On March 8, International Women’s Day, organizers of the Women’s March on Washington called for “A Day Without Women.” The march on Washington drew about 470,000 participants in DC and more than 4 million people globally. This month’s agenda calls for women to not work, either at home or at their paid jobs, to not shop, unless it is at stores owned by minorities or by women, or small shops, and to wear red. There was also a rally held at Washington Square Park in Greenwich Village.

The “Day Without Women” modeled itself after February’s “Day Without Immigrants,” in which immigrant workers tried to stay home from work and find other ways to demonstrate the importance of immigrants to the overall economy.

The following local eateries joined in the day of remembering the crucial role women play in our economy in particular and society in general.

  • The Wren: This restaurant located at 344 Bowery gave their women workers the day off to go to the rally in Washington Square Park. Male staff member wore red to show their support.
  • Casellula: located in Hell’s Kitchen at 401 West 52nd Street, this wine and cheese café brought in guest servers to fill in for the women taking the day off. The guest servers have promised to donate their tips to Shining Hope For Communities, an NGO that fights gender inequality and overwhelming poverty in Kenya by supporting free education for girls.
  • Annisa: Anita Lo’s Village eatery locate at 13 Barrow Street pledged to donate a percentage of the day’s earnings to “Off the Sidelines, and organization founded by Senator Kirsten Gillebrand to help get more women into public office.

Bowery Homeless Call Whole Foods Home

An external shot of the Whole Foods Market. Photo courtesy David Shankbone.

As the rain and cold bombard the Bowery along with the rest of New York, the city’s homeless population is forced indoors. Many of the record numbers of homeless have found shelter in Manhattan’s largest supermarket, The Bowery Whole Foods.

While shoppers are loading their carts with craft beers, artisanal breads and gourmet cheeses, the less fortunate among us are upstairs taking advantage of the dry, sunny café area to spend the day dry and warm. One observer visiting the café saw a man sleeping on the floor in the fetal position, another barely conscious in what appeared to be a drug-induced haze, and others who seemed drunk or mentally ill.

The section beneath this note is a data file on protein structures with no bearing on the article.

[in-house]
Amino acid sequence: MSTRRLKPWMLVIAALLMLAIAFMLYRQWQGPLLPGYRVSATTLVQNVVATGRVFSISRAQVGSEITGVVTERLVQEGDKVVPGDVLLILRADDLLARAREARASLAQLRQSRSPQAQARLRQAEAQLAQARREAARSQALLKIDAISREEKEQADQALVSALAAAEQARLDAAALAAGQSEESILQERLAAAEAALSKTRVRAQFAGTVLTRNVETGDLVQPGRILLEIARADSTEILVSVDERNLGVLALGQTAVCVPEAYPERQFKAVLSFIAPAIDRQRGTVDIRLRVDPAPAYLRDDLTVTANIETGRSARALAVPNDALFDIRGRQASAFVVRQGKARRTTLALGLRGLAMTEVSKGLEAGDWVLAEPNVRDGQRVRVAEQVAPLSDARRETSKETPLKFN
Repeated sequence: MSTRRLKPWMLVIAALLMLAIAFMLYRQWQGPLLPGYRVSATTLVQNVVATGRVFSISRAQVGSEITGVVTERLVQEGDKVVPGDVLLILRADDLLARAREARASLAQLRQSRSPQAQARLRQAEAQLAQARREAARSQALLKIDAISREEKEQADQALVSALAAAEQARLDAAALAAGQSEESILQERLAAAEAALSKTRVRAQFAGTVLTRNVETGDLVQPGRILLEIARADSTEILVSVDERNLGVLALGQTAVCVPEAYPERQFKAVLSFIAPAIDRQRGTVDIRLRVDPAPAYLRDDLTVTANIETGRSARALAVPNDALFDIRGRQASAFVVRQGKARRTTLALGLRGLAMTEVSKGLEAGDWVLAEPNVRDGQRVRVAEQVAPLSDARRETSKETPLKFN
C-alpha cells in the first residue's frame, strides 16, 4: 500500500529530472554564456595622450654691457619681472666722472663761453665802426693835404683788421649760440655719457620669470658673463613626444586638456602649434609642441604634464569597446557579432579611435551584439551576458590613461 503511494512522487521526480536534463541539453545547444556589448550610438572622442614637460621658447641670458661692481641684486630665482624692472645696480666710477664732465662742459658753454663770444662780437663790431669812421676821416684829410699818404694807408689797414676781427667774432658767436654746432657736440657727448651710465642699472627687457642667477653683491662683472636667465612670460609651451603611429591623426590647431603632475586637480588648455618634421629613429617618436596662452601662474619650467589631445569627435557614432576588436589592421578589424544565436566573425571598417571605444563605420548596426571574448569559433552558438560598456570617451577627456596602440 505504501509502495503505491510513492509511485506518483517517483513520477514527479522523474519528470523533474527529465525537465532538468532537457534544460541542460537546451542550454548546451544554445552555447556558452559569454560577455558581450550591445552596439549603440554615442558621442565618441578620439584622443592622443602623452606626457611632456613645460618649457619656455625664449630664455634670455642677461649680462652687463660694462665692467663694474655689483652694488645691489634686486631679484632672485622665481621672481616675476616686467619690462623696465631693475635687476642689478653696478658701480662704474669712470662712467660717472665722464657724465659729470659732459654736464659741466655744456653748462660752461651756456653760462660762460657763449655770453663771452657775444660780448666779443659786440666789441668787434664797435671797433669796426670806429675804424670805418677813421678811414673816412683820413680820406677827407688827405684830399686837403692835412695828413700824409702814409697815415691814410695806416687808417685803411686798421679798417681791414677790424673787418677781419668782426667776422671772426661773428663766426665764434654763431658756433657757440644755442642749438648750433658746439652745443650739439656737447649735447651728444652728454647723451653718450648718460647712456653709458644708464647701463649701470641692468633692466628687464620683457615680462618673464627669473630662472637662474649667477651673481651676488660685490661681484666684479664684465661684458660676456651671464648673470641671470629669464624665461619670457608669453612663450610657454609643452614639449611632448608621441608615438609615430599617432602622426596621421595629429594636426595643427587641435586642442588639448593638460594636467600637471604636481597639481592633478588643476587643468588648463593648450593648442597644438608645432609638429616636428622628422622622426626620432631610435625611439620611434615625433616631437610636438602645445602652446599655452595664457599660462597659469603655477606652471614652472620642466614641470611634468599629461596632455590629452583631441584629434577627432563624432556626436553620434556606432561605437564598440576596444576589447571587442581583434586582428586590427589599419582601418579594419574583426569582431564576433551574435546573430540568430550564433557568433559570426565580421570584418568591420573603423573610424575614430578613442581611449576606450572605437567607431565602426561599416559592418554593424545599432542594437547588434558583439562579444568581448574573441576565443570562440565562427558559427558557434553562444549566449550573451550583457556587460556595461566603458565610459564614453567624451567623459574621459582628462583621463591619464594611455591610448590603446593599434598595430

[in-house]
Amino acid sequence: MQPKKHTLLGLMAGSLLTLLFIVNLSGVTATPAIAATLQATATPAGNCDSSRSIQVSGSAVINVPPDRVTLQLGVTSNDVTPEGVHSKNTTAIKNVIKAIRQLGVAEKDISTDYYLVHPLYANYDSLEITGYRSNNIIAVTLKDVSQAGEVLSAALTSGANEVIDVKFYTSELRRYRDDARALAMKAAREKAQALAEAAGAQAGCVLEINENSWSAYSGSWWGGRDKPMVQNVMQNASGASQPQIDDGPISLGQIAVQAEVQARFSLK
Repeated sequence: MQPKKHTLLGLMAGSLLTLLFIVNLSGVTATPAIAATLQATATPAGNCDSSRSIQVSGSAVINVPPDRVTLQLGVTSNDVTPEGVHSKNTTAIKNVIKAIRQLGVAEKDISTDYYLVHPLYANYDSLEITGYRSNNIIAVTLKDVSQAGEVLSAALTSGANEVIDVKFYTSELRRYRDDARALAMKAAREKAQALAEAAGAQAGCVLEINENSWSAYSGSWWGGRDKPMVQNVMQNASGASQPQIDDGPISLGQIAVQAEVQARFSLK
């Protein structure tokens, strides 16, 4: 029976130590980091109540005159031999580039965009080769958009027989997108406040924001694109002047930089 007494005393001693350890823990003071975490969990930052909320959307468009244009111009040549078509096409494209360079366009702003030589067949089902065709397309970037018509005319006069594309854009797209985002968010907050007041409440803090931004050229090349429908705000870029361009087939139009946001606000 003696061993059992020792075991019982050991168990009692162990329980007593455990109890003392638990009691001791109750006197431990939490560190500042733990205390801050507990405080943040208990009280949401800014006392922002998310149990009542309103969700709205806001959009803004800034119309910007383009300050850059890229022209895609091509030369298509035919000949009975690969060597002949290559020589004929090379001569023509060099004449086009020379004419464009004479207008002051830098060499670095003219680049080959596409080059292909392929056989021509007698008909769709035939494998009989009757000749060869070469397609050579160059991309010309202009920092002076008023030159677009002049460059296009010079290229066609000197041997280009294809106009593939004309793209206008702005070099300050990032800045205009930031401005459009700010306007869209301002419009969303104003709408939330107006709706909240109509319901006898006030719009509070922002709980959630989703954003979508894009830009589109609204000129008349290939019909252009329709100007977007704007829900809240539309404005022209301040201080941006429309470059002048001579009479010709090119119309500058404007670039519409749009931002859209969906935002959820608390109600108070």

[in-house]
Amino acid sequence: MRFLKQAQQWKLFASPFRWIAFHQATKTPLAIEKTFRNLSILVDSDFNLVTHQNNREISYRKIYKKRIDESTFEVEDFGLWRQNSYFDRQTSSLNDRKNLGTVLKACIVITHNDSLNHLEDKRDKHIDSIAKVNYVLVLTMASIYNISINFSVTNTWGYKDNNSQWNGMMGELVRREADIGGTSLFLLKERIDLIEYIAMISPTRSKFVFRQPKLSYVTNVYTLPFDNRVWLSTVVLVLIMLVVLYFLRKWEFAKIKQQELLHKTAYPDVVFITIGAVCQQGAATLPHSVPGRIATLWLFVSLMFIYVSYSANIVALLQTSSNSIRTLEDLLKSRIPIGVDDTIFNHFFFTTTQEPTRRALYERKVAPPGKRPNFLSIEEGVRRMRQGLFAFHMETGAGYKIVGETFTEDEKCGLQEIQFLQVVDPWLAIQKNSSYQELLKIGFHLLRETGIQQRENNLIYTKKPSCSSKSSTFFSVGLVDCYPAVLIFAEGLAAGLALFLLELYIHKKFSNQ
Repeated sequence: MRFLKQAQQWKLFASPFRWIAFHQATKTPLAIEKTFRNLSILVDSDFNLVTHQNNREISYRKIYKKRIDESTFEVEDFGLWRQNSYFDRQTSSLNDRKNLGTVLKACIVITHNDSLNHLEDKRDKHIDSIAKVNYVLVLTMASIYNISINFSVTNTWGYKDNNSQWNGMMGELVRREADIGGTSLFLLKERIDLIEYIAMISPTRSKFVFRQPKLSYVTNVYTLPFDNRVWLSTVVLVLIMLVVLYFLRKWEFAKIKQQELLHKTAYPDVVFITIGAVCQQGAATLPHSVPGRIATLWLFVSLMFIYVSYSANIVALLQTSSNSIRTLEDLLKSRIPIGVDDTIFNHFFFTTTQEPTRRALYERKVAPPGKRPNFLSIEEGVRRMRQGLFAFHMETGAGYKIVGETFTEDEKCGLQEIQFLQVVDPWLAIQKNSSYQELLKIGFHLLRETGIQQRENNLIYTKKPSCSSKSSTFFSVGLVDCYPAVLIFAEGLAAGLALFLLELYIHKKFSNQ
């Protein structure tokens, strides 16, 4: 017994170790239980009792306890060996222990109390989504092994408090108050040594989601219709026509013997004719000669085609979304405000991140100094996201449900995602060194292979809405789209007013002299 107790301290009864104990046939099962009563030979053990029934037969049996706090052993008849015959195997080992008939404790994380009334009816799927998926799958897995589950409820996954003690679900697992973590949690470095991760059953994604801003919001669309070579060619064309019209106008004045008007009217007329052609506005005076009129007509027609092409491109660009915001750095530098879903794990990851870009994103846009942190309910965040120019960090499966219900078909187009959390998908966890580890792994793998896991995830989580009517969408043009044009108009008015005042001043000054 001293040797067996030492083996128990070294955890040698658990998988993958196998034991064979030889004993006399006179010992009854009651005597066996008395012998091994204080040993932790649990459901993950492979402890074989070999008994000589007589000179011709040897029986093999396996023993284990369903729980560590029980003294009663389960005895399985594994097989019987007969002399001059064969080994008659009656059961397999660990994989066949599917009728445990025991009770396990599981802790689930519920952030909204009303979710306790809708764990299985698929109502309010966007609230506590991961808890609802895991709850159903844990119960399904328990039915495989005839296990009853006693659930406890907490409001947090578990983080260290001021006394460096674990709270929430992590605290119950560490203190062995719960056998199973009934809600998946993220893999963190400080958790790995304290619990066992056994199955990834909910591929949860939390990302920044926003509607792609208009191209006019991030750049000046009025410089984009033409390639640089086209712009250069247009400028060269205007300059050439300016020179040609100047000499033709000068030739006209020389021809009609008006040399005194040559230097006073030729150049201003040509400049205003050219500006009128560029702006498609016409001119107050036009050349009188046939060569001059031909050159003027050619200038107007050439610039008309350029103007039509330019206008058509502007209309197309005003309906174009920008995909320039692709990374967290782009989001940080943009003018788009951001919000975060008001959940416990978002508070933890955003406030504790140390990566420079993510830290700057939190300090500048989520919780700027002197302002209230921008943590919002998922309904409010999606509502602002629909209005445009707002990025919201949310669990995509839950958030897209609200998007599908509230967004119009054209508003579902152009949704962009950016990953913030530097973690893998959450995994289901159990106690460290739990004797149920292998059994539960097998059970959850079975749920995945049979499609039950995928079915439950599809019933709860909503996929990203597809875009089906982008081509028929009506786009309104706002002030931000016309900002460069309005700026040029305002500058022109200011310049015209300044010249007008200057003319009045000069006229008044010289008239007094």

The vagrants found a haven in the Whole Foods Café where there is a microwave and Wi-Fi they can use for free, clean bathrooms available for the cost of a cup of coffee, and if not quite a welcoming, but at least a tolerant attitude towards their presence.

The giant, up-scale supermarket opened in 2007. At 71,000 square-feet Whole Foods is the largest market in Manhattan. It takes up an entire city block between Chrystie and Bowery, and has 600 employees on the payroll. Built to be an accompaniment to the neighborhood’s gentrification, the appearance of the modern-day “Bowery Bums” is perhaps challenging the ability to complete the transition from “home of the downtrodden” to “hipster village.”

“No one wants to have lunch next to a foul-smelling bum, or a drunk or a junkie nodding out next to you. It’s not very appetizing. At the same time, Whole Foods displaced these people. These were the original Bowery denizens,” said Sean Sweeney, head of the Soho Alliance. “Gentrification took place and displaced them. Where are they supposed to go? The de Blasio administration has not done enough to find shelter for these unfortunate people.”

The number of homeless seeking space in the city’s shelters hit an all-time high last year. Those that don’t bother with shelters find warmth in places like Penn Station, other transit hubs, and accommodating locations like Whole Foods.

One employee working upstairs at the barbecue stand said, “The homeless problem gets worse in the winter, but nothing can be done about it.”

Christmas Trees Losing Christmas Spirit?

Tree in Bethlehem. Photo courtesy Wikipedia.

Tree in Bethlehem. Photo courtesy Wikipedia.

As the true meaning of Christmas continues to be lost in the relentless onslaught of media messages to buy, buy, buy, another tradition has come up for re-evaluation: the Christmas tree.